The Last Edition of the Nakaz Published in the Nineteenth Century Catherine II [1762-1796], Empress of Russia. Bezgin, Il'ia Grigor'evich, Editor. Nakaz Eja Imperatorskago Velicestva Ekateriny Vtoryja Samoderzicy Vserossijskija Dannyj Kommissii o Socinenii Proekta Novago Ulozenija. St. Petersburg: Izd. L.F. Pantelieeva, 1893. 53, 201 pp. Text of Nakaz in Russian with parallel French translation. Original printed stiff wrappers bound into recent quarter calf over cloth, gilt fillets and lettering piece to spine, endpapers renewed. Gilding mostly rubbed away from lettering piece, light soiling and edgewear to wrappers, moderate toning to text, faint dampspotting to a few leaves. Small early owner label to front free endpaper, internally clean. $1,750. * The last edition published in the nineteenth century. The Nakaz, or Instruction, is a statement of legal principles written by Catherine II between 1764 and 1766. It was among her most ambitious and significant undertakings. Infused with the ideas of the French Enlightenment, and copied mostly from the work of Voltaire, Montesquieu and Beccaria, it was compiled as a guide for the All- Russia Legislative Commission convened by the Empress in 1767 to create a new code to replace the 1649 Muscovite Code. Revised in consultation with Frederick the Great and Voltaire, the Instruction proclaimed the equality of all men before the law and denounced torture and the death penalty. Unfortunately, her proposed code was never completed. The first two editions, one with parallel texts in Russian and German, were published in 1767. OCLC locates 1 copy in a North American law library (Columbia). Another copy located at Harvard Law School. Butler, The Nakaz of Catherine the Great 526 (Entry 18).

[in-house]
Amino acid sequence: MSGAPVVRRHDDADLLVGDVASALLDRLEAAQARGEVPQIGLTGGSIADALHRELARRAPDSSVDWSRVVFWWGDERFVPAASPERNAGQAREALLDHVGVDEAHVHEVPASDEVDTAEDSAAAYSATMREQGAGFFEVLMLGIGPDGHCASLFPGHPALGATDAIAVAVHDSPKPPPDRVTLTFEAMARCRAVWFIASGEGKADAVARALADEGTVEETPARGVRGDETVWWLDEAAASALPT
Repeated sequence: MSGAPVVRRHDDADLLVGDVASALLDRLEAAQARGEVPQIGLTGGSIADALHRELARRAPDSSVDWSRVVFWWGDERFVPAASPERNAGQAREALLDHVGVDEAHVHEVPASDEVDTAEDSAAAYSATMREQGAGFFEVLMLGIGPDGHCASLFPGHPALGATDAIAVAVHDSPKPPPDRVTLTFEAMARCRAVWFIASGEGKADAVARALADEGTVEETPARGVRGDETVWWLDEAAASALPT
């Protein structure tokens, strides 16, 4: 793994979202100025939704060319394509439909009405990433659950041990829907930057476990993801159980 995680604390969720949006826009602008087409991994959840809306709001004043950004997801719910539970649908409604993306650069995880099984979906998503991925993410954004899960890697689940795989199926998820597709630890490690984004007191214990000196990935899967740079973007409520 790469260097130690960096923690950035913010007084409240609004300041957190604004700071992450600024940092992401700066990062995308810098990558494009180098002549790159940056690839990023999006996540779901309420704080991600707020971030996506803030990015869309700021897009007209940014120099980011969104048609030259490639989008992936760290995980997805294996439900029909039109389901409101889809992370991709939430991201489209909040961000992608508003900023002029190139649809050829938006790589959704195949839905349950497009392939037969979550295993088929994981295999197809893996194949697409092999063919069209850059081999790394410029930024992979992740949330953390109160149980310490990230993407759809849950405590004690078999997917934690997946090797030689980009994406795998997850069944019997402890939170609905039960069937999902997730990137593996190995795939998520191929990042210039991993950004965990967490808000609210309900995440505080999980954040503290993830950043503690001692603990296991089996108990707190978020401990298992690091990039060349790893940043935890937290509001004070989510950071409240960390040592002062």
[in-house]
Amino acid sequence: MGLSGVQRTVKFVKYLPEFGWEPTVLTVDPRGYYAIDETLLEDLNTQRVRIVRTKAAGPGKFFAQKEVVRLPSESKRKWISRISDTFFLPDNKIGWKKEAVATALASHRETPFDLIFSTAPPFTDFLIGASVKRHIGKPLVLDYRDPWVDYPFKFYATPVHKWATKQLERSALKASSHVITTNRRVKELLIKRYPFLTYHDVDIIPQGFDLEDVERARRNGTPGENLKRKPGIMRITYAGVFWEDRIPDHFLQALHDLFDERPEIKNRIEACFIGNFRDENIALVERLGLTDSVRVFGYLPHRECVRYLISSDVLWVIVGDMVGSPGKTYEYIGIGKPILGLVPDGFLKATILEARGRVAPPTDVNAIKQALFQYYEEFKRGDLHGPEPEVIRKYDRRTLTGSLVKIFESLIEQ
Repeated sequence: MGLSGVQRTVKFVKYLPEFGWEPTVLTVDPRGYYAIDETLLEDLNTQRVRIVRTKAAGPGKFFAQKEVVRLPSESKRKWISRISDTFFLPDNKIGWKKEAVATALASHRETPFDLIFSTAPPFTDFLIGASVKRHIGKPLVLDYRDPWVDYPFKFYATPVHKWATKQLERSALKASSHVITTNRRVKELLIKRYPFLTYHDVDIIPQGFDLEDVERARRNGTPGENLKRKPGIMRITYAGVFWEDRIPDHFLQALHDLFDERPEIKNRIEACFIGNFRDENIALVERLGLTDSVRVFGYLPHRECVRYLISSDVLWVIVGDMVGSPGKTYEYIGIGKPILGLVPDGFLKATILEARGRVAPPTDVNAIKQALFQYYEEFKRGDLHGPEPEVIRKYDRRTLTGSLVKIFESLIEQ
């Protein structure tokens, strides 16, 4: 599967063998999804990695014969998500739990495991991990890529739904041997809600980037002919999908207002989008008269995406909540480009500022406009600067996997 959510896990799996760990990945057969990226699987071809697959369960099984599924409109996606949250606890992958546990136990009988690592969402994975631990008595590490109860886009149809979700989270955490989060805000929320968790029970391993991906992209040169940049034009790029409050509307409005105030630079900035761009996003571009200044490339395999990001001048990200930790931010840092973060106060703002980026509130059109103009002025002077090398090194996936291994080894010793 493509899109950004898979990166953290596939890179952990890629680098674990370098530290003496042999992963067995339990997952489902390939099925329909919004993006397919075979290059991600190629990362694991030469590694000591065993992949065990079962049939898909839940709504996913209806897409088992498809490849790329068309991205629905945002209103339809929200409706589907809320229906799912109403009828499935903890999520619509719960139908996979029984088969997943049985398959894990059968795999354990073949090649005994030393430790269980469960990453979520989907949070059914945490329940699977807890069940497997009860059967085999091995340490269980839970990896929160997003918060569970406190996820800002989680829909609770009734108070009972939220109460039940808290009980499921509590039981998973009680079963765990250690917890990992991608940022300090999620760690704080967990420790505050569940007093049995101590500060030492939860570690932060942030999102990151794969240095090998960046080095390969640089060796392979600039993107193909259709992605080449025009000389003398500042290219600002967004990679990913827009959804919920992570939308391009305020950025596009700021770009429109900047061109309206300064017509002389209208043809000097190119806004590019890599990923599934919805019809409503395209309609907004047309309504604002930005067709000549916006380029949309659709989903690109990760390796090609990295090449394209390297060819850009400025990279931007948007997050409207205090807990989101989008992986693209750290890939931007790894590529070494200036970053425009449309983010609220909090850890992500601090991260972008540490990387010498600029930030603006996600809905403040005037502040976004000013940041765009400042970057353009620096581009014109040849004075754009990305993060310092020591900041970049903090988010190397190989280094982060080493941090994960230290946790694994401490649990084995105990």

Book number 65342